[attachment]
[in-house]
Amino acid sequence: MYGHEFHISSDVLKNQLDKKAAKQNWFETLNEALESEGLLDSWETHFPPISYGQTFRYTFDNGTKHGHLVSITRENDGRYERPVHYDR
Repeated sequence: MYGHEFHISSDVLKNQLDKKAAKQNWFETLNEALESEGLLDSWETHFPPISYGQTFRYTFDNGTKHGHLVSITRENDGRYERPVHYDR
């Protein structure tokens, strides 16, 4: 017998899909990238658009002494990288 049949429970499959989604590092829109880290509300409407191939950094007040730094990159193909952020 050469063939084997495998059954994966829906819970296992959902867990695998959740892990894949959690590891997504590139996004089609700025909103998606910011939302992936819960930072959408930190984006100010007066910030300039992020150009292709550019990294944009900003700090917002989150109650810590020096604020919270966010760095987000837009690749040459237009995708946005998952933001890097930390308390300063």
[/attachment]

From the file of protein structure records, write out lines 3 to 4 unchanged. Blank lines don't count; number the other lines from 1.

Repeated sequence: MYGHEFHISSDVLKNQLDKKAAKQNWFETLNEALESEGLLDSWETHFPPISYGQTFRYTFDNGTKHGHLVSITRENDGRYERPVHYDR
């Protein structure tokens, strides 16, 4: 017998899909990238658009002494990288 049949429970499959989604590092829109880290509300409407191939950094007040730094990159193909952020 050469063939084997495998059954994966829906819970296992959902867990695998959740892990894949959690590891997504590139996004089609700025909103998606910011939302992936819960930072959408930190984006100010007066910030300039992020150009292709550019990294944009900003700090917002989150109650810590020096604020919270966010760095987000837009690749040459237009995708946005998952933001890097930390308390300063």